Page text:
“Jasmine Cho knows the power of a good cookie. ‘Cookies,’ she says, ‘can make anything more palatable.’ Including conversations about race and social justice in America.
A baker based in Pittsburgh, Cho creates intricate, hand-drawn cookie portraits of Asian-American figures as a way to increase representation and raise awareness of Asian-American history and identity.”
Lessner, J. (28 May 2019). Cafe Ohlone gives diners a taste of California’s oldest most traditional foods. mitú.
“Food is such a good way to have intercultural dialogue…It’s hard to disrespect a culture when you sit down and eat their food, especially when you enjoy it and you’re around the people, when you’re having a positive experience.” – Vincent Medina
“Indigenous communities not only had their own unique identities, culture, and language – they also had their own foods. And one California restaurant is working to show the world this original California cuisine….Cafe Ohlone is named for the Ohlone tribe indigenous to Northern California’s East Bay. It’s a small backyard restaurant serving up big flavors with even bigger dreams. The cafe’s founders, Vincent Medina and Louis Trevino, have dedicated themselves to reviving the foods of the Ohlone tribe.”
Sharing an Exotic Meal as a Trigger of Intercultural Dialogue. Guest post by Mine Krause.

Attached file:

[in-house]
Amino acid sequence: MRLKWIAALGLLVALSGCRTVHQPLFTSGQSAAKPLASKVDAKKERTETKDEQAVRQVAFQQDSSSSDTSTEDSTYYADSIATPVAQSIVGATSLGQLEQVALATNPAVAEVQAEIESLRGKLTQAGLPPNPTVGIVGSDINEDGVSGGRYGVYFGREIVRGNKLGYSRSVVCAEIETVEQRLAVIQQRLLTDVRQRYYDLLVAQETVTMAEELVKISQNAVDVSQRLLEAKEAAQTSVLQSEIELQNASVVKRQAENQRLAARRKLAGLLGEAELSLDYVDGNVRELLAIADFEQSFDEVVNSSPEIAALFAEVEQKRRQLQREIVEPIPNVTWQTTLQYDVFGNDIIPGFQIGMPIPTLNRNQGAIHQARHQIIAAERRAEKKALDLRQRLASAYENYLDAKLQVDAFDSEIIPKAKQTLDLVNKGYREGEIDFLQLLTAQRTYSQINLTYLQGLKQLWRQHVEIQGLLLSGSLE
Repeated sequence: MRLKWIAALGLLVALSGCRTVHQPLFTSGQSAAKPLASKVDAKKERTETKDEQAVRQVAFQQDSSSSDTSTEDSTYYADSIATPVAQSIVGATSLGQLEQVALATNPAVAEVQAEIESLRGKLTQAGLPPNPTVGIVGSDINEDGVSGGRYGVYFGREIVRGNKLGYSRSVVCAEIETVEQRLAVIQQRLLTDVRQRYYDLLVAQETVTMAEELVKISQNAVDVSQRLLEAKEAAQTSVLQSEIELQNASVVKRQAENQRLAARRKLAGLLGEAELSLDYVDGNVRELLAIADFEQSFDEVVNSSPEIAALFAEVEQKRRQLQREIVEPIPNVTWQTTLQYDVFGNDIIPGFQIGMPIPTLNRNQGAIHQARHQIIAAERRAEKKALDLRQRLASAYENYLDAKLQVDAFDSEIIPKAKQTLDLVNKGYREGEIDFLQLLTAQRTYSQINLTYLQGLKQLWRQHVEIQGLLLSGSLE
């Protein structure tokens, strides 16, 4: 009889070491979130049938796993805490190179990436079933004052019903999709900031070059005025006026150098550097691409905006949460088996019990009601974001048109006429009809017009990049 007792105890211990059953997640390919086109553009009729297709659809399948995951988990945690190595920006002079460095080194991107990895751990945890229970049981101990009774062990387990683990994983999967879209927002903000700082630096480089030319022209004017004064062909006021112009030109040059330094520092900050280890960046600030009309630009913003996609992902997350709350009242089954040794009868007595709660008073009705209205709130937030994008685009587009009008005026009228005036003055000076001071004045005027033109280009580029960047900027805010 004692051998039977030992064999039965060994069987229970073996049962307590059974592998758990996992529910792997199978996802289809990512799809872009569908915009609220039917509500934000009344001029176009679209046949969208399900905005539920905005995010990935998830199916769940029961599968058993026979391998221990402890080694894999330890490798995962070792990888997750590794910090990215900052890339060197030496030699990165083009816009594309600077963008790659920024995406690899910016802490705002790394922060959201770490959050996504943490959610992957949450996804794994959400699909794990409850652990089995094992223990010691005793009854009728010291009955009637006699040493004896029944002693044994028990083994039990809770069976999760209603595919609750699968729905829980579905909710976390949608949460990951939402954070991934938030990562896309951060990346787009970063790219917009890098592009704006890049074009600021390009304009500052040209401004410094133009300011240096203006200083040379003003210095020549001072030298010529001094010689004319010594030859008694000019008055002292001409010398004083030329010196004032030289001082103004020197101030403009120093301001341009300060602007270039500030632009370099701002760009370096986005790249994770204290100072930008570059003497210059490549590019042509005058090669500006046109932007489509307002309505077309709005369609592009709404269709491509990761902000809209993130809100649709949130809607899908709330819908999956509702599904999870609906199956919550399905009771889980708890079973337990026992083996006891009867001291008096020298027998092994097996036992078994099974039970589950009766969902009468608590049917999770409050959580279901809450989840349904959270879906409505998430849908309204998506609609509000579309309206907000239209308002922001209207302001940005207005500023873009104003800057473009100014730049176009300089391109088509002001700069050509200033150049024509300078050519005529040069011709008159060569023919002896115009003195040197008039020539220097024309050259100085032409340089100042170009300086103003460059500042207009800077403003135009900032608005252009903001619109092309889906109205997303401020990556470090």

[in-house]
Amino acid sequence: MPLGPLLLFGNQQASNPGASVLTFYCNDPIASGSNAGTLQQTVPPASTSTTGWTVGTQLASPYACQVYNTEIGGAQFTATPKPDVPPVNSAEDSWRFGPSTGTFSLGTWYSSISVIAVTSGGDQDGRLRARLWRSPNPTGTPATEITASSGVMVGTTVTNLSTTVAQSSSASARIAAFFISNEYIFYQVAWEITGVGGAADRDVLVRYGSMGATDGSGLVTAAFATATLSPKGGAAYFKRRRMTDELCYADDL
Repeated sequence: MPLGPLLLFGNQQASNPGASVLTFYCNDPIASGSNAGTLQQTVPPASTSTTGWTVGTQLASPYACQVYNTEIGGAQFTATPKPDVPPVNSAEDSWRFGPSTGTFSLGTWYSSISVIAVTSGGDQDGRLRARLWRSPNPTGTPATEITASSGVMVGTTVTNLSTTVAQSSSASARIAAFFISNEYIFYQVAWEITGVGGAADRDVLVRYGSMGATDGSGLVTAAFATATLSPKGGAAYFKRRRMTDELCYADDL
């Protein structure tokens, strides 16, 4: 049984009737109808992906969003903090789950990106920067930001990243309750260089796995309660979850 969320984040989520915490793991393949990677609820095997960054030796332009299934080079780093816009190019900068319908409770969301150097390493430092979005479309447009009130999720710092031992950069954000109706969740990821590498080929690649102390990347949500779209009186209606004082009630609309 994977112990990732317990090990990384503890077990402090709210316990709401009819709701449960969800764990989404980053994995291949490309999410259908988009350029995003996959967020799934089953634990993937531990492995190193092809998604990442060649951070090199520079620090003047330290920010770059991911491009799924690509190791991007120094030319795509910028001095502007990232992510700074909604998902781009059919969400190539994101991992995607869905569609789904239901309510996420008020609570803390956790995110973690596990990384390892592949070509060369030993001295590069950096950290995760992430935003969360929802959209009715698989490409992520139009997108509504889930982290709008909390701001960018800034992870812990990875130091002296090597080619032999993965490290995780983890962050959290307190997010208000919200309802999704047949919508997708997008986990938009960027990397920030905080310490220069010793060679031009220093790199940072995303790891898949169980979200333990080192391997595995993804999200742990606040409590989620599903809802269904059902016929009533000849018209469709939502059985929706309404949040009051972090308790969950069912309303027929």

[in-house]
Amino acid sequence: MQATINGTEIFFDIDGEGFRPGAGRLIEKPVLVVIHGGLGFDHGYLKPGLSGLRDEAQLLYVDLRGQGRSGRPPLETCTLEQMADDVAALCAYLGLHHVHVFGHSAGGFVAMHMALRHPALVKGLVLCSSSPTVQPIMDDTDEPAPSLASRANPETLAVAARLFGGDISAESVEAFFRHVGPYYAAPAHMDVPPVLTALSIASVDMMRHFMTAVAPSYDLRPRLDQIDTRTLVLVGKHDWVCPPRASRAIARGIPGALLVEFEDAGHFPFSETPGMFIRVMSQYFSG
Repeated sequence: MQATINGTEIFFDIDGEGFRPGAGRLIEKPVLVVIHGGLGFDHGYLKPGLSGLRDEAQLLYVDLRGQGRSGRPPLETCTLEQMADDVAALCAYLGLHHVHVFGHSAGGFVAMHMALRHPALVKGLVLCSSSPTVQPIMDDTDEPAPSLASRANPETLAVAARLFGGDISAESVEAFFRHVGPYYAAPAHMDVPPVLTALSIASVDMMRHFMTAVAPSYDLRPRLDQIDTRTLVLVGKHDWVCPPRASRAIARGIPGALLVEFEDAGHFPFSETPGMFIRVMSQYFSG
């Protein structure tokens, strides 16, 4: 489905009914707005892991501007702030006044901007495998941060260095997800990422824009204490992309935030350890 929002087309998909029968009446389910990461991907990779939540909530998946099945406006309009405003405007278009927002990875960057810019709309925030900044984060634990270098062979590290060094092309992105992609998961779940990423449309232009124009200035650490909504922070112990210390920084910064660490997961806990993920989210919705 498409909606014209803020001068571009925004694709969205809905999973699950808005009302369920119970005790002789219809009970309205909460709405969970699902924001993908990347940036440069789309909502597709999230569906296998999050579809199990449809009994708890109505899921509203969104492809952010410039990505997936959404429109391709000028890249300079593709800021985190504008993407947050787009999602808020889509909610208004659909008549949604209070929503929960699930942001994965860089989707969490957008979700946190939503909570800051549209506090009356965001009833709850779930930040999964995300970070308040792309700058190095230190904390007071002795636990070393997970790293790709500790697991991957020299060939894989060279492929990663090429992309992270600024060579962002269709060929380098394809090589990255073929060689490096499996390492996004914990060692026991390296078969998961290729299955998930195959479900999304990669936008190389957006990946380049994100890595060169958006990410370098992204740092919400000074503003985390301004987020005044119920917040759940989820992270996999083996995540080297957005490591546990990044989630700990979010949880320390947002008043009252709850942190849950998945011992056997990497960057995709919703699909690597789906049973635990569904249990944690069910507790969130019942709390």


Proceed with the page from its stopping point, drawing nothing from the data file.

Elif Shafak’s novel The Bastard of Istanbul (Turkish title: Baba ve Piç) tells the captivating story of a Turkish and an American-Armenian-Turkish patchwork family, both female dominated. Coming from very different cultural backgrounds, the characters’ mentalities often seem incompatible. The religious Banu lives under the same roof as her atheist sister Zeliha and their Kemalist mother Gülsüm… and yet they somehow get along and even love each other in this household full of contradictory world views. The serious issues dealt with in this novel are numerous: the role of collective amnesia and individual memory, patriarchy and women’s rights, incest, identity. Among these topics is also the relationship between food experiences and intercultural dialogue.
It might seem trivial but eating habits tell us a lot about other cultures and identities. After all, “we are what we eat,” as the slogan says. When it comes to the search for identity, the universal language of food can indeed play an essential part.
Read the entire essay.
SlowFood recently posted an interesting article titled Glimpses and Smells: Recipes and Short Films, based on an interview of Diana Maria Tohătan (a Romanian immigrant to Italy, who prepared food for the Migranti Film Festival, held at the University of Gastronomic Sciences campus in Pollenzo and in Bra in June 2018. Among the quotes is this: “Food is a primary need, it’s the easiest way to start an intercultural dialogue” which shows the relevance of this article for followers of this site.
Additional resources on food as a form of intercultural interaction include:
Lum, C. M. K., & de Ferrière le Vayer, M. (Eds.). (2016). Urban foodways and communication: Ethnographic studies in intangible cultural food heritages around the world. Lanham, MD: Rowman & Littlefield.
Leeds-Hurwitz, W. (1993). Semiotics and communication: Signs, codes, cultures. Hillsdale, NJ: Lawrence Erlbaum. (see chapter 4: Food as sign and code).